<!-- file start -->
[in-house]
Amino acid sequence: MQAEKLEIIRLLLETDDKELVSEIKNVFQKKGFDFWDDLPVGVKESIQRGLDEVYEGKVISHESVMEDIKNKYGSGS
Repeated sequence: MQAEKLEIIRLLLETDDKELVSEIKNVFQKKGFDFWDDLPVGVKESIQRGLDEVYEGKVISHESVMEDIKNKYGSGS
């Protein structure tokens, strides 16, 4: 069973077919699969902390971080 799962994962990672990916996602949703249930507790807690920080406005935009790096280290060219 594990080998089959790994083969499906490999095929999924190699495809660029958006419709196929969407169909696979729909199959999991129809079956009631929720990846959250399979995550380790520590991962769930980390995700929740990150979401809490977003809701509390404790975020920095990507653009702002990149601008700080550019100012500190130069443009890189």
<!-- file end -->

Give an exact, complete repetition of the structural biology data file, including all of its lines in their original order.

[in-house]
Amino acid sequence: MQAEKLEIIRLLLETDDKELVSEIKNVFQKKGFDFWDDLPVGVKESIQRGLDEVYEGKVISHESVMEDIKNKYGSGS
Repeated sequence: MQAEKLEIIRLLLETDDKELVSEIKNVFQKKGFDFWDDLPVGVKESIQRGLDEVYEGKVISHESVMEDIKNKYGSGS
């Protein structure tokens, strides 16, 4: 069973077919699969902390971080 799962994962990672990916996602949703249930507790807690920080406005935009790096280290060219 594990080998089959790994083969499906490999095929999924190699495809660029958006419709196929969407169909696979729909199959999991129809079956009631929720990846959250399979995550380790520590991962769930980390995700929740990150979401809490977003809701509390404790975020920095990507653009702002990149601008700080550019100012500190130069443009890189």